Detecting significant changes in dark networks
Everton, Sean F.
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To date, most social network analyses (SNAs) of terrorist groups have used network data that provide snap-shots of the groups at a single point in time. Seldom have they used network data that take into account how the groups have changed over time. In this article, a unique longitudinal network data set, the Noordin Top terrorist network from 2001 to 2010, is examined in order to explore whether a recently developed method – social network change detection (SNCD) – can help analysts monitor a dark network’s topography (e.g. centralization, density, degree of fragmentation) in order to detect significant changes in its structure and identify possible causes. The application of change detection to this historical data set illustrates the method’s potential usefulness, including its ability to detect significant changes in the network in response to a series of exogenous factors, such as the acquisition of bombing materials, the capture of key leaders and groups, and the death of Noordin himself. The method’s inability to detect other significant events, however, highlights important limitations when working with it. While SNCD should not be the only method analysts have at their disposal, the results detailed in this article suggest that it should be included in their toolkit.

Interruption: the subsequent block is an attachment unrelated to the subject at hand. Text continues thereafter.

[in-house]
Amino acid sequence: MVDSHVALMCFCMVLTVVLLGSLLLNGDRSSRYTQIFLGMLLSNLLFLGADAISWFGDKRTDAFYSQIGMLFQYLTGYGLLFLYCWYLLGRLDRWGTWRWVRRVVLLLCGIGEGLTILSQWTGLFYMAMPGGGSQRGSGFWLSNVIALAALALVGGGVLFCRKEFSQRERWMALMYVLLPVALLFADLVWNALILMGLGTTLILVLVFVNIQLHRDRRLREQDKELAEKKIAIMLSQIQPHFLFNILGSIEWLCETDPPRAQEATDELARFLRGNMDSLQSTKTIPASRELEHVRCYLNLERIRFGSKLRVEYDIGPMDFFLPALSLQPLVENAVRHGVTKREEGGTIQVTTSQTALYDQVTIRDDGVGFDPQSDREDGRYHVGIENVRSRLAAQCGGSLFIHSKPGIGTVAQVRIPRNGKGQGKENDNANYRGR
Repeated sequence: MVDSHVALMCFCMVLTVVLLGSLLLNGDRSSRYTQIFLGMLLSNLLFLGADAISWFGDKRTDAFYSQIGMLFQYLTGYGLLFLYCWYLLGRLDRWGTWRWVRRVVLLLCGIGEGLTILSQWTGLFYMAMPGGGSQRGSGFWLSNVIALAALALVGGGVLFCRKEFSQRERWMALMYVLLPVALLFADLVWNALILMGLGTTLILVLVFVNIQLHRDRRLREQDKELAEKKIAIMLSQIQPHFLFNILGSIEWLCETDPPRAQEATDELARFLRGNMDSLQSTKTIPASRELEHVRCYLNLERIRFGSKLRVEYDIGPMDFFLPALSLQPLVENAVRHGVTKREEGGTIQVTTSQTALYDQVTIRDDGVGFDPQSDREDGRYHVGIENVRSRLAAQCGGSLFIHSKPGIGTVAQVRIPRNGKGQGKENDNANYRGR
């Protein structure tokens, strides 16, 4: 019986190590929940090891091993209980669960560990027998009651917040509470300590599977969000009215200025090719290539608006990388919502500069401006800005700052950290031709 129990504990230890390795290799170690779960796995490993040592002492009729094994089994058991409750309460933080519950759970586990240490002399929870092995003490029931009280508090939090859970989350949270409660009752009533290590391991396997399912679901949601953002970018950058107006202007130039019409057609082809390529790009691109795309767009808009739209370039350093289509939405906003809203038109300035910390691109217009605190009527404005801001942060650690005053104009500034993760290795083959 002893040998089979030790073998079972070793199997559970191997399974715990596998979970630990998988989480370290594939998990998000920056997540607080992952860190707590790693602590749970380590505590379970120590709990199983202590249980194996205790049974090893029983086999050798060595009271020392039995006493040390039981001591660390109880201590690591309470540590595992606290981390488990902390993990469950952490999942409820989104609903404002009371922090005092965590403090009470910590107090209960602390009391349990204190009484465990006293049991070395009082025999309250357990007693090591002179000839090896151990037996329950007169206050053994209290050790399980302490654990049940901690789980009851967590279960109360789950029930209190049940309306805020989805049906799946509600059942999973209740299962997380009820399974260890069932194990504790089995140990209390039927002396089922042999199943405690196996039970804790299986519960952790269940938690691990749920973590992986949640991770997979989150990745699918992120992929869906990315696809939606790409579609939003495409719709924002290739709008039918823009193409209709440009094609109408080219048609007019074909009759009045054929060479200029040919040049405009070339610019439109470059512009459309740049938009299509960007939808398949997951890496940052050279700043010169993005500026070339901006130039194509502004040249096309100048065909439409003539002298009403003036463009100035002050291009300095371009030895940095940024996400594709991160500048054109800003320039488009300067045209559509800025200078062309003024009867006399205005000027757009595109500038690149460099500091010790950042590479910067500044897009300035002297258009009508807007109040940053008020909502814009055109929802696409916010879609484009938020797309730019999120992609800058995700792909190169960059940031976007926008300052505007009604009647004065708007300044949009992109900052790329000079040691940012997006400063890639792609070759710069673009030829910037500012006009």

The article of record as published may be found at http://dx.doi.org/10.1080/19434472.2012.725225
RightsThis publication is a work of the U.S. Government as defined in Title 17, United States Code, Section 101. Copyright protection is not available for this work in the United States.
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